Aug 28

Rabbits and HAM: Food and Commo for the End of the World!

One of the 8-28Rabbits2simplest ways to prepare for disaster is to buy and stock up on ready-made foods and gear. There is nothing wrong with this unless it is your only strategy or unless you are only interested in being able to survive for a week or two. However, during any kind of disaster that might last weeks, months or indefinitely, it is necessary to have a longer-term plan. This involves sustainable food and sustainable, effective communications.

The most i8-28Rabbits3important thing to remember about long-term prepping is that there is a point where skills actually start to trump gear. Nobody can live indefinitely off of nothing but supplies if there are no skills to allow for sustainable resources. In the case of food, this realistically should include meat. Sustainable meat is very easy to provide in a number of ways, but one of the easiest and most convenient for the prepper is backyard rabbits.

Just like sustaina8-28Commo1ble food, the prepper also should be concerned with sustainable communications. That is, not only radio systems that work and have range, but also are powered by a sustainable, off-grid power source. If you could only choose one type of radio to become involved with as a prepper, learn about and operate, it should probably be HAM or amateur radio.

Join Sam Coffman of The Human Path on America Preppers Radio in today’s broadcast as he explains some tips and tricks for back yard rabbits as a sustainable food source, and also discusses various forms of post-disaster communication to include amateur radio.

For live broadcast go to Listen & Chat tonight 7:00pm/Est. 6:00pm/Ct. 4:00pm/Pt.

For archived shows of The Human Path Go Here! For all hosts archived shows Go Here!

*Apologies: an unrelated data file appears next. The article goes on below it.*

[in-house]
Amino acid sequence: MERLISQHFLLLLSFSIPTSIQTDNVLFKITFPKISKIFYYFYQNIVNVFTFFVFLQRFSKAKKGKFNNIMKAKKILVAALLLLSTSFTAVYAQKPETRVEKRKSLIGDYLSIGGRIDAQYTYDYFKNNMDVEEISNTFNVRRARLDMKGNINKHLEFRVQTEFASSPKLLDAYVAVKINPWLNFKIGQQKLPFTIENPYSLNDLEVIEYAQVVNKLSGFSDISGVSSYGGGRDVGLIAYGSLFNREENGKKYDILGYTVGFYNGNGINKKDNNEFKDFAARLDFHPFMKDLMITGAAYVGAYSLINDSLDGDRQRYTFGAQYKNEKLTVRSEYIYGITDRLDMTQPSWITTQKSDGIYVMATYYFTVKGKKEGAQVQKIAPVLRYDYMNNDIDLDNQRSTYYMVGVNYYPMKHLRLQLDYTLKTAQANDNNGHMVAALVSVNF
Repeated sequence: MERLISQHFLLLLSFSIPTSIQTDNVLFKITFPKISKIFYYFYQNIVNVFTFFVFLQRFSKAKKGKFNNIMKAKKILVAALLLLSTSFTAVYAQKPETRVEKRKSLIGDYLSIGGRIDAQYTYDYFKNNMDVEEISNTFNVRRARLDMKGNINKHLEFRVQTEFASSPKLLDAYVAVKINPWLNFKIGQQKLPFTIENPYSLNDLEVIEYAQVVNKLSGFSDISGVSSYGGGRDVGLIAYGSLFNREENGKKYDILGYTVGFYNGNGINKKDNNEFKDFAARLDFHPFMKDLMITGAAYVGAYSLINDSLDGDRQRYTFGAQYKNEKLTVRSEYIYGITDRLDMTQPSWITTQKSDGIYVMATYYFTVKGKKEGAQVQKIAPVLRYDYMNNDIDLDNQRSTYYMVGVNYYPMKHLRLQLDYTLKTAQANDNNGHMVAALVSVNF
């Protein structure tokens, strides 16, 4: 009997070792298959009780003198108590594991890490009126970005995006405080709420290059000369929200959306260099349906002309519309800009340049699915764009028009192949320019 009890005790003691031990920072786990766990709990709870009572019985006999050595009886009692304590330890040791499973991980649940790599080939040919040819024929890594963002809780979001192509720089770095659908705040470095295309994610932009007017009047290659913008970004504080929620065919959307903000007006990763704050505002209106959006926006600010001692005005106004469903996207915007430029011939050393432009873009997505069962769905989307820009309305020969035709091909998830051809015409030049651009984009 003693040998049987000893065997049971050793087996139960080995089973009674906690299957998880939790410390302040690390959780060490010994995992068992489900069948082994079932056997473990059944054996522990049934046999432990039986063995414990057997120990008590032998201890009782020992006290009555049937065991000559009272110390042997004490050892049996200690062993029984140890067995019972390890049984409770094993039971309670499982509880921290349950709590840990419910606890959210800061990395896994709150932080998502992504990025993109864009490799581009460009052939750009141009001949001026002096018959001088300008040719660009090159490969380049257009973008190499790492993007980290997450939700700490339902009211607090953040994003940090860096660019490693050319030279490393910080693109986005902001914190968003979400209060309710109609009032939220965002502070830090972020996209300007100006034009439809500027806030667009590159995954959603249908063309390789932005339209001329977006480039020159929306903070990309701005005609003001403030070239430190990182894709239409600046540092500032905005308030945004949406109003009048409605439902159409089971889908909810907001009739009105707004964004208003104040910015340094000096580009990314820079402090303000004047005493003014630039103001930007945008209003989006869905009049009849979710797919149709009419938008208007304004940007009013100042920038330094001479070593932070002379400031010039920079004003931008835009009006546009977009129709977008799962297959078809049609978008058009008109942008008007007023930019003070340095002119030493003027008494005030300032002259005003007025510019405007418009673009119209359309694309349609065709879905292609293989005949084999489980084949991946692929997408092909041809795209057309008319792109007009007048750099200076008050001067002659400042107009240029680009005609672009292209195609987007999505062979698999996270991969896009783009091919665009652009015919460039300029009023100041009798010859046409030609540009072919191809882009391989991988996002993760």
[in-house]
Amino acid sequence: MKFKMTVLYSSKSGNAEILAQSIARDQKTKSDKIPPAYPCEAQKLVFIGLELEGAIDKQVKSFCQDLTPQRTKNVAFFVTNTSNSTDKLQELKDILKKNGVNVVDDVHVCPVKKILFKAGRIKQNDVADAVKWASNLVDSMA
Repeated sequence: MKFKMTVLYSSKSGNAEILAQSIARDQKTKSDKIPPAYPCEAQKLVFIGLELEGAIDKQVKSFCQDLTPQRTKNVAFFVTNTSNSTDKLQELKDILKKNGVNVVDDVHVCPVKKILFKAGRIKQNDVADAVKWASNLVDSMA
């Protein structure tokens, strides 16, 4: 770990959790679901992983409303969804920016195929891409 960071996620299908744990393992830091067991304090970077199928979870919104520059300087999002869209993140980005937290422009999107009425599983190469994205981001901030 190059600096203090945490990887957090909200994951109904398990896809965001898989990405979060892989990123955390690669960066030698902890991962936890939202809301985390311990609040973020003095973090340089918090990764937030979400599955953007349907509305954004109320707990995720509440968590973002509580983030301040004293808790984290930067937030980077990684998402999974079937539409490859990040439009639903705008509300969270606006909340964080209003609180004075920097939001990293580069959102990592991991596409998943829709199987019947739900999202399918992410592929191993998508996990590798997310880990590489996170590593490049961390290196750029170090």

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Sam’s survival school is called The Human Path and can be found online here:  http://www.thehumanpath.com
His YouTube site can be found here:  www.youtube.com/TheHumanPath

1 comment

  1. tweell

    I picked up my HAM technician license two years ago, after reading up on it and taking a few practice tests. Easy to do, handy to know. Since many HAMs use the 2m band, I suggest a decent radio like a Yaesu FT-2900 as a vehicle or base station. The solar power kit sold by Harbor Freight will power it (add a 12v battery, of course) as a base station, and Yaesu is well-known for quality and relative ease of use. For handhelds, I like the Yaesu FT-270R, even though it’s expensive for a handheld at $175. Submersible milspec handheld radios don’t come cheap, and the cheap ones are very difficult to program (plus they don’t use rechargeable batteries).

    Don’t expect to hear police or emergency – most of them have gone digital encryption – but for decent comms, 2m is hard to beat. The handhelds can talk to each other within 5 miles in the wilderness with trees and hills in the way, the vehicle/base station will reach out to at least 15 miles (and depending on atmospheric conditions, thousands of miles).

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